Allergic manifestations of contact lens wearing

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Purpose of review

Contact lens-induced papillary conjunctivitis (CLPC) is a common ocular allergic disease in contact lens wearers. In its more severe form, it can cause giant papillary conjunctivitis, resulting in contact lens intolerance and the need to discontinue the use of contact lenses. This review presents the pathogenesis, clinical manifestations and management guidelines of this common disorder.

Recent findings

Different types of contact lenses are associated with differences in the severity of CLPC. Refitting patients with silicone hydrogel contact lenses or with daily disposable contact lenses may improve the signs and symptoms of CLPC. The recent introduction of the topical immunomodulatory agent tacrolimus in other severe allergic eye diseases may apply in suppressing the allergic inflammation in CLPC as well.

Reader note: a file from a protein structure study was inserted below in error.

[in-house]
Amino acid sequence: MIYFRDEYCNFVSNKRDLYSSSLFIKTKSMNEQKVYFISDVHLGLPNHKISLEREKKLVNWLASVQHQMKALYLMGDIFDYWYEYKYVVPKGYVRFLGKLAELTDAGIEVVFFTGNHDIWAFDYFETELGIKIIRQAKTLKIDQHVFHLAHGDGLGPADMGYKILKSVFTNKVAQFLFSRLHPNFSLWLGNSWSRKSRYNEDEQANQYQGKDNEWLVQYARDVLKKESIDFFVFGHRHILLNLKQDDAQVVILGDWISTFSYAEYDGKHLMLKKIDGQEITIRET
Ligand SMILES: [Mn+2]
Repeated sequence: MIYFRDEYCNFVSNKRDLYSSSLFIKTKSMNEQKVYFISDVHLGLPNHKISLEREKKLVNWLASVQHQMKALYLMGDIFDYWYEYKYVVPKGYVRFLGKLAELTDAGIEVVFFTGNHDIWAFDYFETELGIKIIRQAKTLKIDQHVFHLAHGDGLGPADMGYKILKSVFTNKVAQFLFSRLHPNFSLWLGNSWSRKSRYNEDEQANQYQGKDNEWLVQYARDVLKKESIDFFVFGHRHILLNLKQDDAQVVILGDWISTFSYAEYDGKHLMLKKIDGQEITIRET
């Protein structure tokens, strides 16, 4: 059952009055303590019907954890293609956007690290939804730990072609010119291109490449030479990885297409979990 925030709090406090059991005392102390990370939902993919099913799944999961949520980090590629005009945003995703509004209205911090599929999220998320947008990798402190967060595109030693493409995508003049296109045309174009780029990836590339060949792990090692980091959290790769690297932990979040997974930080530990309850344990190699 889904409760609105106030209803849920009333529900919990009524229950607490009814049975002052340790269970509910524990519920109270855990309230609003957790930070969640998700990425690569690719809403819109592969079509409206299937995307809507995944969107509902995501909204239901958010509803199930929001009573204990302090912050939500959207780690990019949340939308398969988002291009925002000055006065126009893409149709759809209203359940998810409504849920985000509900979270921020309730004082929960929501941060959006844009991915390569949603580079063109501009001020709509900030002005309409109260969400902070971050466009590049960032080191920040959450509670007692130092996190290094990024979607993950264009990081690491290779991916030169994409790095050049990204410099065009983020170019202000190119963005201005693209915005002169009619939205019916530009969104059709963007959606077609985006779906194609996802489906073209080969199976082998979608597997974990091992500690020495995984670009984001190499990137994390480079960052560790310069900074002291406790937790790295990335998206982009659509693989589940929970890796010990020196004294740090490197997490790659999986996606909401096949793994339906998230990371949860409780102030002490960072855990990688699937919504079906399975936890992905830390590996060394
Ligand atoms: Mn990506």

CLPC is a common ocular disorder in contact lens wearers, with a significant impact on the quality of vision. It should be promptly recognized by healthcare practitioners and managed by modifications of the types and wearing schedules of contact lenses, as well as novel treatment options with topical immunomodulators.

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